The Difference Between Vining and Bush Tomatoes

vining tomatoes

The Spruce / K. Dave

Successfully growing tomatoes requires a gardener to make a number of decisions about the plant. This includes whether you want to grow determinate (bush) tomatoes or indeterminate (vining) tomatoes.

The two plants differ mostly in size and when the fruit is produced. Bush tomatoes grow to a certain height, stop growing, and then flower and produce fruit. Vining tomatoes continue to grow foliage, flower, and bear fruit until the frost. There are advantages to each and which you choose is going to depend a lot on your tomato usage and garden space.

Bush Tomatoes

If you don't have a lot of space for a tomato vine to climb, growing bush tomatoes might be your best bet. These foliage-heavy plants grow to varying heights: dwarf varieties remain below two to three feet, while others are five feet or less.

Determinate tomatoes do best in their own space, making them perfect candidates for container gardens on porches and patios. They're also a little less work for gardeners who don't have as much time to devote to tending their plants. These tomato plants don't need as much pruning nor do they have to be staked and tied.

Bush tomatoes don't have as long of a growing period as vining tomatoes. However, they do produce fruit earlier in the season than their indeterminate siblings. Some gardeners think that these tomatoes have less flavor than indeterminate varieties because the plants produce fewer leaves.

Once the tomato plants reach their full height, the flowers grow, fruit appears, and then it's done for the season. However, the number of tomatoes produced can be prolific, and they will all appear and ripen around the same time. If you're interested in canning tomatoes, you would do well with bush tomatoes and the large harvest produced within about a one-month period.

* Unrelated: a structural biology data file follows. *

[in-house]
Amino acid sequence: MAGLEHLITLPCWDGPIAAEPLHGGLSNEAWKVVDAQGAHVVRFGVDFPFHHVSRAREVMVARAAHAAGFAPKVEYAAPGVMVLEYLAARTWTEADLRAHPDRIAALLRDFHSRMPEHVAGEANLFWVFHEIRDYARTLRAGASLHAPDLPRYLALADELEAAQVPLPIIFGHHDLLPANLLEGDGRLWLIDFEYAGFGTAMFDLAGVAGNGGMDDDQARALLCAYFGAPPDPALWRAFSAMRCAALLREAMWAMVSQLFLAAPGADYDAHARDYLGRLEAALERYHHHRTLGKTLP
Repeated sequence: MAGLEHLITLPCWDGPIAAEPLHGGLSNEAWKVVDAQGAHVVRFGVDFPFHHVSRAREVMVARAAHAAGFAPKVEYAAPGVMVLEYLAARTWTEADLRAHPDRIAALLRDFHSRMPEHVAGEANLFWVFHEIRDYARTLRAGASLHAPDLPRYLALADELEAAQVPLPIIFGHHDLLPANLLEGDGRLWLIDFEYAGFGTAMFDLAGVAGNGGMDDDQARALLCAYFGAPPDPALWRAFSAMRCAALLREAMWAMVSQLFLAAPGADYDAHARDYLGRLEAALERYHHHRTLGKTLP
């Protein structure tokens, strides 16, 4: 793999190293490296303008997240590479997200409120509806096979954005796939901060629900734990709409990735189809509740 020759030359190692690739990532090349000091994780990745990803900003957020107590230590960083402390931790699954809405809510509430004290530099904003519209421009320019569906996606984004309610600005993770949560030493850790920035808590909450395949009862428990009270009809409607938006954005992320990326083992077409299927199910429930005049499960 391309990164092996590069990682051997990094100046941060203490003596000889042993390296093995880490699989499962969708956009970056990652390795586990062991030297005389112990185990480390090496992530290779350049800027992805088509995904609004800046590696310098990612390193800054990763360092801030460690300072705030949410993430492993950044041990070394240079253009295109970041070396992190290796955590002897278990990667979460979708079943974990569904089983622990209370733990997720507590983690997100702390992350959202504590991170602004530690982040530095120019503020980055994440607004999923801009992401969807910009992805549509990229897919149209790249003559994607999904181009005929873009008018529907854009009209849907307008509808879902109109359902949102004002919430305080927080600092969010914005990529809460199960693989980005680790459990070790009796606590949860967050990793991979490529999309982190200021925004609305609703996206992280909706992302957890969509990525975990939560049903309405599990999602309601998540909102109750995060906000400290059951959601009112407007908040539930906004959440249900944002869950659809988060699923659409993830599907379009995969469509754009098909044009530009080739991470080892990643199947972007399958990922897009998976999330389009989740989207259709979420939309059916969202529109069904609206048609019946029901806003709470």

bush tomatoes closeup

The Spruce / K. Dave

Vining Tomatoes

Vining tomatoes, as the name suggests, grow like vines. Therefore, they need to be staked so they can continue to climb upward to 5 feet and beyond. The average size is 6 feet, but it's not unheard of for a plant to reach 12 feet tall.

These indeterminate tomatoes will grow, blossom, and bear tomatoes until a hard frost ends the growing period. The production can be random but tends to be steady throughout the harvest season. Most heirloom tomato varieties are indeterminate, though there are a few determinate kinds.

Vining tomatoes require more hands-on time, as they produce a number of side shoots, which could each be their own plant. Pluck off the suckers below the first couple flower clusters to promote the formation of a new stem and better fruiting.

If you want a lot of tomatoes at one time for canning purposes, you need to have multiple plants. However, varieties that are known as "vigorous determinates" or "semi-determinates" will produce a crop of fruit, re-flower, and produced a second crop, rather than spacing out the fruit.

Indeterminate tomato plants are native to tropical highlands and are referred to as "tender" perennials. This means that they die annually in temperature climates, but they can last for up to three years if grown in a greenhouse.

vining tomatoes

The Spruce / K. Dave